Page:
Major case on liabilities makes it to the Supreme Court: penalty clauses will never be the same again!27 July 2021
There have been quite a few cases recently on the effect of limitations and exclusions of liability, many of which have gone to the Court of Appeal. This is excellent news for lawyers in search of definitive statements of the law – a Court of Appeal judgment is high authority indeed. However, when a case concerning liabilities goes to the Supreme Court, every lawyer’s ears will prick up and they will rush to see what nuggets that case contains: it is of the highest authority in the land. Are the Court of Appeal judgments broadly correct? Or are do they need qualifying? Were they wrong?
Triple Point v PTT  UKSC 29 is just such a case. Having gone through the High Court, on to the Court of Appeal where the result astounded many commentators, the judgment of the Supreme Court can be taken as settling the law in this area for years to come.
Triple Point contracted to provide a software system to PTT, a commodities trader based in Thailand. The software was to be based on Triple Point’s existing software package, and annexed Triple Point’s standard terms and conditions to a newly agreed contract. However, the main contract was expressed to prevail over Triple Point’s standard terms. The main agreement was complex and provided many of the terms that you would expect to see in such a software implementation contract including
- warranties that the functionality of the software would be as agreed in the contract
- acceptance testing to verify the above
- payments against achievement of defined milestones
- time for completion of milestones
Liabilities were also dealt with in two parts of the agreement. Article 5 provided for payment of liquidated damages against delay (commonly called a “penalty” clause, though this is not the strictly correct legal term to use).
Liabilities were also dealt with later in the agreement and the troubled wording of Article 12.3 was the main provision considered by the Court. To say that it was easy to construe would be an understatement: the relevant parts will be given below.
In fact, the project was subject to considerable delays, and Triple Point sought to claim from PTT various invoices it claimed were unpaid. This was met by a much larger counterclaim by PTT for its losses, including claims for liquidated damages under Article 5 and a claim for general damages for other losses following termination of the contract, including the costs of re-procurement.
The Supreme Court had to consider three issues.
Issue One – are liquidated damages payable where work is never completed?
The liquidated damages (or “penalty”) clause read as follows,
“5 If [Triple Point] fails to deliver work within the time specified and the delay has not been introduced by PTT, [Triple Point] shall be liable to pay the penalty at the rate of 0.1% (zero point one percent) of undelivered work per day of delay from the due date for delivery up to the date PTT accepts such work, provided, however, that if undelivered work has to be used in combination with or as an essential component for the work already accepted by PTT, the penalty shall be calculated in full on the cost of the combination.” [emph. added]
The decision in the Court of Appeal was based on looking at a number of older cases on liquidated damages and finding that they could be interpreted in three different ways:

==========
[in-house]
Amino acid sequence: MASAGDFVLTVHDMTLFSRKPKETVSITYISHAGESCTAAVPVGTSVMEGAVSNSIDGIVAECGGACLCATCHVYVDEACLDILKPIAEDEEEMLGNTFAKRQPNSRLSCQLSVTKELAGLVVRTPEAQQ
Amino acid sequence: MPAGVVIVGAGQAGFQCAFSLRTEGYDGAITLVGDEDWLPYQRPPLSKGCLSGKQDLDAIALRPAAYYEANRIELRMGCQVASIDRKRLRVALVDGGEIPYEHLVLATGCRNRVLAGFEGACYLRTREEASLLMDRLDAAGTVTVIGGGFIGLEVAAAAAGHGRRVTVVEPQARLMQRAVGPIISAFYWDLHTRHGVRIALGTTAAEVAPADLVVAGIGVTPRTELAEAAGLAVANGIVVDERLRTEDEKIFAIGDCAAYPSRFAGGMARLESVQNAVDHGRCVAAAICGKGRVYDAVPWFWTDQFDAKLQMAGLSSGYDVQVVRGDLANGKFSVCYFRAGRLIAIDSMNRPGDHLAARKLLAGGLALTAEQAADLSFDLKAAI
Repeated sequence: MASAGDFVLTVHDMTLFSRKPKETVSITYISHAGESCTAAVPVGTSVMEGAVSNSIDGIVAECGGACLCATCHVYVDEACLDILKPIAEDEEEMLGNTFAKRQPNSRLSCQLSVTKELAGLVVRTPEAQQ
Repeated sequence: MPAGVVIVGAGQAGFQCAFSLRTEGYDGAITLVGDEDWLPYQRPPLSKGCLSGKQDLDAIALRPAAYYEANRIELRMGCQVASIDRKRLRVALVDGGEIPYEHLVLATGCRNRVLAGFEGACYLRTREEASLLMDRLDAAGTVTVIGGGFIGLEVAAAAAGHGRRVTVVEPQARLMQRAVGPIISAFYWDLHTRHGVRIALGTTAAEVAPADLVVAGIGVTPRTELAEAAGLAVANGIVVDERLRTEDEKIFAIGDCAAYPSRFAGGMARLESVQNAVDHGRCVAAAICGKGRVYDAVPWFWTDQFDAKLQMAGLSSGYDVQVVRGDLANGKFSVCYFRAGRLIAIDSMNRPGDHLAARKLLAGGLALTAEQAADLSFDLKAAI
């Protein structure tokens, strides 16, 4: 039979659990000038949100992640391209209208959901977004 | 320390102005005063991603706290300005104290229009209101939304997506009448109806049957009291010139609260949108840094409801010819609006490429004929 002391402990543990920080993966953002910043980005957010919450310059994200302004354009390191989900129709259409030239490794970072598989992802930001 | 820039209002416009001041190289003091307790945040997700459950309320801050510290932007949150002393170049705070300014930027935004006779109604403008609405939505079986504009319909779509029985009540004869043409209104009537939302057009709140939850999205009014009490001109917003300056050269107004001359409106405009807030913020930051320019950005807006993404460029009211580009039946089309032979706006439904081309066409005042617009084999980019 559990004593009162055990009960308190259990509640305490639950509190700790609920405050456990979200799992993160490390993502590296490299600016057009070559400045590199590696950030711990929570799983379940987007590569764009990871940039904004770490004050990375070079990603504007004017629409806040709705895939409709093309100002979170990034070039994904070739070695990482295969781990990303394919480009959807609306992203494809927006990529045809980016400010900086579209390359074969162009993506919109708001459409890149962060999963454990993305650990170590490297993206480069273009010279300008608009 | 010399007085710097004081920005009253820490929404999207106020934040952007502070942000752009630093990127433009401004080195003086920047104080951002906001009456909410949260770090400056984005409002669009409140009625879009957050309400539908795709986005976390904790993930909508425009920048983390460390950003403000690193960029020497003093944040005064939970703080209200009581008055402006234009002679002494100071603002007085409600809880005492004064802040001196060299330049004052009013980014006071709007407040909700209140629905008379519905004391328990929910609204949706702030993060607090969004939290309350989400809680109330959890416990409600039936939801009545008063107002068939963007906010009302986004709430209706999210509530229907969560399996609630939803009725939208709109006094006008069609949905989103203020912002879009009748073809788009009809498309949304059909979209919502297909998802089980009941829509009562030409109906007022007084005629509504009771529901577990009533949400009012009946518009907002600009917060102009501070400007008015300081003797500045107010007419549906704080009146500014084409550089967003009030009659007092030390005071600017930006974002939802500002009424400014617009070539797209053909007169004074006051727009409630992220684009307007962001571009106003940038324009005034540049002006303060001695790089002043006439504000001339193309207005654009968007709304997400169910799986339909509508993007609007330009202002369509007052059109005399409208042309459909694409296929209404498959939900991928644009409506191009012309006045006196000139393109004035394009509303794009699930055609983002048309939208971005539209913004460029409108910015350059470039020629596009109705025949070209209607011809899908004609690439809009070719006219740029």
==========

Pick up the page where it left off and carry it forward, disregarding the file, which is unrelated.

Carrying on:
- as a straight point of construction, the liquidated damages clause does not apply on its own wording;
- liquidated damages are payable only up to the point of termination (which the Court of Appeal regarded as the orthodox analysis); or
- the liquidated damages clause continues to apply until the replacement contractor has finished the work
The Court of Appeal relied on an old case, British Glanzstoff Manufacturing Co Ltd v General Accident, Fire and Life Assurance Corpn Ltd  AC 143, to find that the first meaning was the one to be applied in this case, but the Supreme Court thought the Court of Appeal had fallen into error on this point.
The upshot of the judgment of the Court of Appeal was that Article 5 should be understood to mean that liquidated damages were only payable if the project was actually completed. It followed that, if the project was never completed, then no liquidated damages would be payable. This flowed, according to the Court of Appeal, from the words used in Article 5, “from the due date for delivery up to the date PTT accepts such work”. In other words, if PTT never accepted the work, then no liquidated damages became payable – this was simply a consequence of the way the clause had been drafted.
This was a result that caused consternation among many commercial lawyers and commentators on commercial law. The advice at that time was that every liquidated damages clause had to deal specifically with termination, and in particular state whether liquidated damages were payable whether the project was completed or not, and whether they were payable up to termination or some other point of time.
This has been considerably clarified by the Supreme Court. While the wording of the particular clause will of course be decisive, the Supreme Court held that there was no “principle” or legal requirement deriving from the British Glanzstoff case or otherwise to the effect that liquidated damages clauses had to be held in abeyance until completion of the project. If the clause said they were payable for delay, then they were payable at the rate and for the period set out in that particular clause. One could not read in a further implied obligation to wait for completion of the project before demanding payment of the liquidated damages. The Supreme Court took the wording of Article 5 (“up to the date PTT accepts such work”) and said that what it meant was, “up to the date (if any) PTT accepts such work”.
Issue Two – are damages for Triple Point’s negligent breach capped?
This is an important issue deriving from the fourth sentence of Article 12, which read,
“This limitation of liability shall not apply to [Triple Point]’s liability resulting from fraud, negligence, gross negligence or wilful misconduct of [Triple Point] or any of its officers, employees or agents.”